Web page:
Losing the Kurds will result in a weakened American hand in Baghdad and the rest of Iraq, where it will continue to contest regional powers like Iran for influence and where the United States will continue to be engaged as it attempts to prevent ISIS and its ilk from mounting a resurrection in the coming years. In the interim, to salvage the historical alliance between Kurdistan and the United States, Washington should establish—and enforce—red lines that prevent Baghdad from making further advances toward the undisputed Kurdish border area of Faysh Khabur, which Baghdad wants to control in order to economically suffocate the KRG. That could trigger another civil war that reverses U.S. security gains in recent years and opens up space for Iran to exert its influence and fill the gap left by the absence of American leadership.
For their part, Iraq’s Kurds must look closer to home and collectively engage in a long, arduous, but worthwhile journey of institution-building and political reform to enhance self-sufficiency as well as the KRG’s political and security structures. The Kurdish leadership has few choices other than to go back to the drawing board. With technical, political, and financial support from the international community, including the United States, it should focus its energy and resources toward institution-building and good governance practices, including reconciliation between rival Kurdish parties. The biggest challenge facing the Kurds is a crisis of internal sovereignty and heightened tensions between its political parties—Barzani’s Kurdistan Democratic Party (KDP) and the Patriotic Union of Kurdistan (PUK), its historic rival with whom it clashed throughout the 1990s.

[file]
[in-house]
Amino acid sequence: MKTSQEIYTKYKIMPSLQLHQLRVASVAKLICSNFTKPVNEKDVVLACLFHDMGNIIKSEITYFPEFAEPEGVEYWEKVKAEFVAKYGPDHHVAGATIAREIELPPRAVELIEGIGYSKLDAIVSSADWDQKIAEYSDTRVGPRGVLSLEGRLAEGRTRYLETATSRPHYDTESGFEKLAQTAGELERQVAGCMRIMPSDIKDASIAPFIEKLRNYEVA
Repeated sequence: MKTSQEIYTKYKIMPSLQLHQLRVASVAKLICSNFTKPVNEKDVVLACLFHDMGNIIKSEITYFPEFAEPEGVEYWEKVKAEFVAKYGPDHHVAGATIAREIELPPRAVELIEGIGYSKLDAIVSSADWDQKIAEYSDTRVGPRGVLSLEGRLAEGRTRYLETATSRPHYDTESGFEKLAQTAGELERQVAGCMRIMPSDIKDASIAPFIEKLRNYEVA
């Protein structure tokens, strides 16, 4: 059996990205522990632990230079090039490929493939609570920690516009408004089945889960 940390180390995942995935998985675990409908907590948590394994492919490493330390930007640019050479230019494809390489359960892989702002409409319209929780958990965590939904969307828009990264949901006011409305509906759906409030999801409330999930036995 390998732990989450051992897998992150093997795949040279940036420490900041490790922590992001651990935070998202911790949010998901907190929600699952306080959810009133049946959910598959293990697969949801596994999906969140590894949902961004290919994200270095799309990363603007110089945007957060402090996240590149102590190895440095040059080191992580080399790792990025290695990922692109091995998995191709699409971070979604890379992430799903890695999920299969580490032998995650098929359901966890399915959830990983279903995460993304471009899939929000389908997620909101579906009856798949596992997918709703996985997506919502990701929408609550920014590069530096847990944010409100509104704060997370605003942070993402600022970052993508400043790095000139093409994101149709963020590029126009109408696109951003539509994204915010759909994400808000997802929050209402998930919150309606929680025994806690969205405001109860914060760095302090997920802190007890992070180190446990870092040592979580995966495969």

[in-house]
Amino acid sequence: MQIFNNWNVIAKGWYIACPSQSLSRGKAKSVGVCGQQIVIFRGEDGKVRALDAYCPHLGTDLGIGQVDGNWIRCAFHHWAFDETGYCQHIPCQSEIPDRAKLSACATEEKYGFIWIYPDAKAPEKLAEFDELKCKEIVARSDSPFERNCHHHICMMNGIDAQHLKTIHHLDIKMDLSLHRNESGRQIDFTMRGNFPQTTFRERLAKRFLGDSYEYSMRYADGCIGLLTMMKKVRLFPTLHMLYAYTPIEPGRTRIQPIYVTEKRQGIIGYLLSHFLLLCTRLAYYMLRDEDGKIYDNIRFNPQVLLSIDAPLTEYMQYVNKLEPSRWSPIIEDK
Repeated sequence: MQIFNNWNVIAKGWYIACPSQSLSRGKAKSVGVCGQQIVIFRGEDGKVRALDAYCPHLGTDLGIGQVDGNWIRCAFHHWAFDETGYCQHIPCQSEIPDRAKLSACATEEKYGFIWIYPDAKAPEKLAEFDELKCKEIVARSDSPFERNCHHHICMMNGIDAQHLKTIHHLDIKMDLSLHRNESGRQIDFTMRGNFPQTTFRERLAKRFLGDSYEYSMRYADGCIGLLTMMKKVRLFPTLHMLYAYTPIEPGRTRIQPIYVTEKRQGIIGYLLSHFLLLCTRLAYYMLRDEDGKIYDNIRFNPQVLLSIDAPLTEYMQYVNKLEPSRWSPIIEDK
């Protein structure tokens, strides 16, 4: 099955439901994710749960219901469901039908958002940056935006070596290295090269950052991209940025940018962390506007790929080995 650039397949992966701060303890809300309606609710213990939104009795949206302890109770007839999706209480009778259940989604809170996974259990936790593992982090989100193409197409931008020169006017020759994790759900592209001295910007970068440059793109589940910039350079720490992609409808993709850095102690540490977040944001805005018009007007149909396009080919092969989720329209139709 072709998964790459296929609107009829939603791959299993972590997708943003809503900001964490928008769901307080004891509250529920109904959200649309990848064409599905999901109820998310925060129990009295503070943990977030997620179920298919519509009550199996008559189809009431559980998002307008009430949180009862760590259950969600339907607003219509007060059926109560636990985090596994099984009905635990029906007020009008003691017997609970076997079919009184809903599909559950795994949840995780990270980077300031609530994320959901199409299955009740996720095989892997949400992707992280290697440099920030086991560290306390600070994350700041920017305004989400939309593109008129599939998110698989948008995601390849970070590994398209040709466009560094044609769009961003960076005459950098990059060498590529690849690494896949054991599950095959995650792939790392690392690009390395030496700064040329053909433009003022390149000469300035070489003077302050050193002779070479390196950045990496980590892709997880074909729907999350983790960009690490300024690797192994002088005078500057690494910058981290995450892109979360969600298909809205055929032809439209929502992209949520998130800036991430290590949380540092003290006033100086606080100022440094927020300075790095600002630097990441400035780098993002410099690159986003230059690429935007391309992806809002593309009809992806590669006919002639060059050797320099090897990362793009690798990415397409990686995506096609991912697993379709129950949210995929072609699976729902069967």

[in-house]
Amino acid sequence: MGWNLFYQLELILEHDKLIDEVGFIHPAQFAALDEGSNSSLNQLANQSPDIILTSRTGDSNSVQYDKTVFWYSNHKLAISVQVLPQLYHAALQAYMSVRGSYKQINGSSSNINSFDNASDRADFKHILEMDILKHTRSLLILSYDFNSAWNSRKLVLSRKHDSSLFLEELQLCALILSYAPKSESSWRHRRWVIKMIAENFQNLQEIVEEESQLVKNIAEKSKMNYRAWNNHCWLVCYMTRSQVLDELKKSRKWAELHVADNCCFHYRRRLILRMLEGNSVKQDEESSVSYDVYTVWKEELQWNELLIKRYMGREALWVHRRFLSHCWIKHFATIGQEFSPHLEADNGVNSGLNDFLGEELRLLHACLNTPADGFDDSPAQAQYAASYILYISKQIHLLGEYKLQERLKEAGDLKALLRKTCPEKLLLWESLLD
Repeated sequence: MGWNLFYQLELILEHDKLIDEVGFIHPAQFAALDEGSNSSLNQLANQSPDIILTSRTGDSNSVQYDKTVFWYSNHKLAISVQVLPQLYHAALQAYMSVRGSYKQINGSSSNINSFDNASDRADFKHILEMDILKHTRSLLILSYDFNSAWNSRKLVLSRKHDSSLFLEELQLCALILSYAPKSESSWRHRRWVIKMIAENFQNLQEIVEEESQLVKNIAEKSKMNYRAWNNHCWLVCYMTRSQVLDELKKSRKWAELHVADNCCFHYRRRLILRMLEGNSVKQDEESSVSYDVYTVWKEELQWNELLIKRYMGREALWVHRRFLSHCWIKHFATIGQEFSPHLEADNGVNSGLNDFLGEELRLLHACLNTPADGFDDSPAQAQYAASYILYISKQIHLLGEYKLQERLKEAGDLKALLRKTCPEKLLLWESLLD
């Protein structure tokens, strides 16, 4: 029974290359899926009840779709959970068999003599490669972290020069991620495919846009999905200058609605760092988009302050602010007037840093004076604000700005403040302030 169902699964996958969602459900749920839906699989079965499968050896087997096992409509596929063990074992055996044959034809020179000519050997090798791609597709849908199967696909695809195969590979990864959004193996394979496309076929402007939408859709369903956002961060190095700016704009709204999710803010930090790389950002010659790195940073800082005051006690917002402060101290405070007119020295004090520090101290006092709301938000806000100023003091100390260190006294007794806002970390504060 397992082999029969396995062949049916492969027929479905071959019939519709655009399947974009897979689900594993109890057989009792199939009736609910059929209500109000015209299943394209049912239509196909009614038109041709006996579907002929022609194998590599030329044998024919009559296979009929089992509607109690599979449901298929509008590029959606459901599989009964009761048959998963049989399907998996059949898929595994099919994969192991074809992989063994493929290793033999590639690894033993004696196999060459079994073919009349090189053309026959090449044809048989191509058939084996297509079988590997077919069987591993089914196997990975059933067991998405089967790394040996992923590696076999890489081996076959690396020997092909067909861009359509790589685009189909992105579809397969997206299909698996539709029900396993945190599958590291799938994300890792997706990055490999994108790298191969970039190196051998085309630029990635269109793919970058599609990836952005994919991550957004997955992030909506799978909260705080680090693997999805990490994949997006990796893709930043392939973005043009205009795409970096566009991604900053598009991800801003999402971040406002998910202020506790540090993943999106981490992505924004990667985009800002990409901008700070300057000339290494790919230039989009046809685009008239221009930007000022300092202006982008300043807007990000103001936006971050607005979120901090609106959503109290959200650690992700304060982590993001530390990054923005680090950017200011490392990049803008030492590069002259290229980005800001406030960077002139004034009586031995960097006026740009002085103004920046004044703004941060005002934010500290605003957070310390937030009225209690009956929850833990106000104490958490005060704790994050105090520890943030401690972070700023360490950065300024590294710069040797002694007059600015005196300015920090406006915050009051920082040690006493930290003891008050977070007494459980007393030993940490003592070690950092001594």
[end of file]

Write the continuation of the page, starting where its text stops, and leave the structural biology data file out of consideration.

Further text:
The KDP and PUK will reconcile, as they have done before, and there are arbiters within the two rival parties that have long-standing, ongoing interactions that can ensure tensions do not escalate into another intra-Kurdish civil war. While the KDP managed to organize its rivals around a unified front for the referendum, party leaders must now realize that simply managing the fragmented political climate and the competing power centers between and within Kurdistan’s main parties is no longer sustainable. It is only through championing and implementing serious political reform that Kurdistan can overcome internal divisions and, potentially, once again make a push for independence in the coming years.
A stronger Kurdistan can also help build a stronger Iraq that advances the interests of the region and the international community. Evaluating and re-defining the nexus between Erbil and Baghdad could allow for a common national framework that revives the relationship between citizen and state. This will require that equitable, just, and sustained power-sharing arrangements become firmly entrenched within Iraq’s fragile political system. Otherwise, aspirations for Kurdish statehood will continue to disrupt and divide an Iraqi state that has a plethora of other challenges ahead, some existential and generational.
[The resignation of assistant secretary of state for European and Eurasian affairs Wess Mitchell] is surprising news, which seems to have caught everyone off guard. He doesn’t appear to have shared this news with his ambassadors, who were in Washington last week for a global chiefs of mission conference. His deputy is also slated to retire soon, which raises question of near term leadership on European policy at a time of challenges there.
[Wess] Mitchell was a strong supporter of NATO, particularly in Eastern Europe where he will be sorely missed. His departure comes follows the resignation of senior Pentagon officials – Robert Karem and Tom Goffus – working on NATO along with Secretary Mattis. Without this pro-alliance caucus, NATO is now more vulnerable than at any time since the beginning of the Trump administration.